Forget about Gallon, Kunstler, Stivers, Troiani and all those other hacks - Harry Dierken is the Man! An architect by profession, Harry graced the newsletters I edited and produced from 1988 to 1990, creating witty, unique drawings for any text I could throw at him, no matter how weird. (In some illustrations, the "living monument," for example, he far surpassed my expectations!) I hope you enjoy these great little tableaux vivant from the Grand Old Man of Reenacting Art. - Jonah
Harry Gets Whimsical
The Battle of the Cornfield - This one requires explaining. My unit attended the very first Monmouth, New Jersey Antietam battle reenactment back in 1990. I thought it was weird to reenact a Civil War battle on a real Revolutionary War battlefield, but what the heck. Anyway, early on Sunday morning, when we all got into the real cornfield, some clowns began to throw ears of corn at the Rebs, who got royally pelted. (Wrong! I didn't take part!) I think the most heartbreaking thing I ever saw was poor Glenn LeBoeuf, the organizer from the 3rd NJ, jumping up and down and yelling "I spend six months of my life organizing this event and you %!#$@%!$s start throwing corn?!?" Hence this drawing
Harry Dierken: The Dr. Frankenstein of Reenacting!
Harry continues the logic of "Dismounted Cavalry"
"Inventions That Never Made It"
by Harry Dierken, Jonah Begone and Mal Stylo
The Party Hardee Television's Bob Vila of "This Old House" demonstrates the Party Hardee. A can of beer is placed on the brim, and connected to the thirsty soldier by means of a long sipper tube. Just the thing for those long, arduous marches!
The Blow-Up Rubber Adjutant Seated overnight in front of the headquarters tent to direct late-arriving troops to their bivouac area, this innovation will make everyone think the National Regiment cares for his welfare. Comes complete with a voice-activated tape player to recite directions. Batteries not included.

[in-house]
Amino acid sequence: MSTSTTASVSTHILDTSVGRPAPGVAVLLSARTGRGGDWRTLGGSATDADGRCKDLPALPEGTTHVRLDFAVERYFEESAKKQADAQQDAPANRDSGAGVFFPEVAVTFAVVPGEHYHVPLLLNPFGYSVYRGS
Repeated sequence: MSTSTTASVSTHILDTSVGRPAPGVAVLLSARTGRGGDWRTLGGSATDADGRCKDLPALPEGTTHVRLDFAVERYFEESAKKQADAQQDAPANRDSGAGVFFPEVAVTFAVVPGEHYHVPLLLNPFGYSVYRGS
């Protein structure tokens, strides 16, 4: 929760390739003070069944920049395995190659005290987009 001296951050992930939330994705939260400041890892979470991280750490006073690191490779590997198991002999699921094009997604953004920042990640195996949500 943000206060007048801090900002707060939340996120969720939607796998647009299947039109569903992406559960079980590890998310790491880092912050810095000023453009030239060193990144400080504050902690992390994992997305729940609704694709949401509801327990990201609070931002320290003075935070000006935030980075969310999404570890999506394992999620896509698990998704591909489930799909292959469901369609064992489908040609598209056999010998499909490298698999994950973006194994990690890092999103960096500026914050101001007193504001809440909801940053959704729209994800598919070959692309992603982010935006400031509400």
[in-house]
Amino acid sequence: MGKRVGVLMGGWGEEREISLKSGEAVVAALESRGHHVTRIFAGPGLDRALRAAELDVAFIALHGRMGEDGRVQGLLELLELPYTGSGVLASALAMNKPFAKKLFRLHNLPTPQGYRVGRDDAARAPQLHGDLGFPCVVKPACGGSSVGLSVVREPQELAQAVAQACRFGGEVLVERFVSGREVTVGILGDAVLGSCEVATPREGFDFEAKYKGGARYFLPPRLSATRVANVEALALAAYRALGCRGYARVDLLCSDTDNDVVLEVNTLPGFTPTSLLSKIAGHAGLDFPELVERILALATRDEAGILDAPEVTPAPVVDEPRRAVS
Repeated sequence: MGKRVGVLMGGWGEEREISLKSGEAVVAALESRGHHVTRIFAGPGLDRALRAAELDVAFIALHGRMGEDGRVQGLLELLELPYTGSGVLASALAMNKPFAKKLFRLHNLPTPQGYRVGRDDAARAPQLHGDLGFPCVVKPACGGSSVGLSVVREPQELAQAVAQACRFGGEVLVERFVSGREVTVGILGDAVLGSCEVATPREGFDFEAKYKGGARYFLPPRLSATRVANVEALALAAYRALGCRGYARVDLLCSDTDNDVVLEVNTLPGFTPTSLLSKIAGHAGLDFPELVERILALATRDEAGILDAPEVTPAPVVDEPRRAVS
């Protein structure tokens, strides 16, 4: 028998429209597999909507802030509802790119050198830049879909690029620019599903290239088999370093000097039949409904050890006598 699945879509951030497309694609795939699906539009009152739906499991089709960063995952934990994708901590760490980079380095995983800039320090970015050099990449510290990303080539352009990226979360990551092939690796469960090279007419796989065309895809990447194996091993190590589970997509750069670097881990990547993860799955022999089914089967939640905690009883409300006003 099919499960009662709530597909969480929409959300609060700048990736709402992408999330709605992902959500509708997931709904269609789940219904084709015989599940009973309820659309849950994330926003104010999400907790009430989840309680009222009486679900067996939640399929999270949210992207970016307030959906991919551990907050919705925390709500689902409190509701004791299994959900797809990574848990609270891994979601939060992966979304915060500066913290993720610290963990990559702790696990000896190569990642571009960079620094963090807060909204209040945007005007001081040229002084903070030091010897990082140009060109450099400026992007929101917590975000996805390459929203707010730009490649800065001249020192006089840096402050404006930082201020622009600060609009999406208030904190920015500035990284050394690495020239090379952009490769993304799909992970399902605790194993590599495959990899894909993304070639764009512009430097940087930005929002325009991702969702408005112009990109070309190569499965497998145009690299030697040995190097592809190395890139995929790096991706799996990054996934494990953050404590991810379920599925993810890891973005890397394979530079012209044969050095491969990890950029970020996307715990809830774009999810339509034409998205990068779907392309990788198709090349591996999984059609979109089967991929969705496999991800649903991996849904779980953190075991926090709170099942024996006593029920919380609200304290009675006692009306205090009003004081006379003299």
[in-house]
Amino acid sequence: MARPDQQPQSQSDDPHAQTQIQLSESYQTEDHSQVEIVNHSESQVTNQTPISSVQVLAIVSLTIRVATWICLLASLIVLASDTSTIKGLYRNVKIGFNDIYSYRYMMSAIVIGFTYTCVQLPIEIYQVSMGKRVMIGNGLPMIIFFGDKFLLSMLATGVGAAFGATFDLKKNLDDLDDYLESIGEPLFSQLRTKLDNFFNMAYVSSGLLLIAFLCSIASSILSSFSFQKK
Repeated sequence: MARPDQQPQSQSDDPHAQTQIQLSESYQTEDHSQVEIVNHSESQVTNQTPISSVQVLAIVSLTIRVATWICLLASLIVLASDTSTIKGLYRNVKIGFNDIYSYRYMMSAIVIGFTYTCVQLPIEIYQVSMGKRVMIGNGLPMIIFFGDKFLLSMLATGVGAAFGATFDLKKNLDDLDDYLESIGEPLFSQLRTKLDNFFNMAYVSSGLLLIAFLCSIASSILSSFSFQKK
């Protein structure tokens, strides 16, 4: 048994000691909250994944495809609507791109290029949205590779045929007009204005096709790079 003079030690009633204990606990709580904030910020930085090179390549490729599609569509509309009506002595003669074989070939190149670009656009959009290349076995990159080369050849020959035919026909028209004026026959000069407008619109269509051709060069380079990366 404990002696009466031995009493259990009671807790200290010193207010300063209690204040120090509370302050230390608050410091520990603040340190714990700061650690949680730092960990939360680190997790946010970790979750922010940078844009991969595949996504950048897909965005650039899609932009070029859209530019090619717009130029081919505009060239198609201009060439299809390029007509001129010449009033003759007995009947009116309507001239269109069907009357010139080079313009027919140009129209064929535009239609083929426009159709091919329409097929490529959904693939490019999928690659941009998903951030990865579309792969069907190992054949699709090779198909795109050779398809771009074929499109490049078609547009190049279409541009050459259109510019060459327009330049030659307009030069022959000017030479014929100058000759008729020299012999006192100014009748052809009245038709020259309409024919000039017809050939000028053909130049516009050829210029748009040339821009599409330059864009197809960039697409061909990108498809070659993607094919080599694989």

Hand-Painted Tent Flap This labor-saving device buttons on to one end of the dog-tent; it depicts a neat interior with blankets, clothes, etc. arranged in apple pie inspection order. Masks beer cooler, messy blankets, trash, etc. from the eyes of a browsing public.
Orderly Sergeant's Handbook Looks like an official rollbook but contains 50 pre-selected names written in an authentic manner with a thick pencil in a totally dark room. The First Sergeant simply counts the number of men in his company and crosses off unwanted names. Turned in to the adjutant, it frees the First Sergeant for other morning duties such as sleeping in or early morning browsing on sutler row. Also available on special order: A similar book containing ethnic names for German, Irish or other regiments.
Papier Mache Horses Why put up with abuse from infantrymen and discrimination from event sponsors? Get these papier mache horses to set up in the rear of your position to forever remove the stigma of being "horseless cavalry!" (Standard econo "quarter horse" shown; the optional "full bodied" horse comes with electric motors to simulate sporadic movement, allowing comments like "The horses are getting skittish under fire, sir!" Optional horse also includes an internal cooler for beer: Cans are ejected from horse when the tail is lifted, tap beer is dispensed authentically from elsewhere on horse.)
Papier Mache Campfire Simulated semi-charred split oak firewood arranged on a bed of glowing ashes (break light stick to create glow - light stick not included). Mirthful early risers can position the campfire smack dab in the middle of an adjacent company's street and listen for their officer's temper tantrum. Laffs aplenty! Watch the expression on people's faces when they ask the well-worn question, "That's not a real fire, is it?" and you answer, "No."
Harry's Illustrations for Stories
The Strange Dream of John C. Calhoun
The Gaslight Ghost
The Snarly Yow
Mary Surratt's Heartless Judge
At the "Home of the Brave"
Seeing the Elephant!
An Incredible Story!
Maryland, My Maryland
Possible Origins of the Word "Potomac"
Was Uncle Tom's Cabin in Maryland?
The Mason-Dixon Line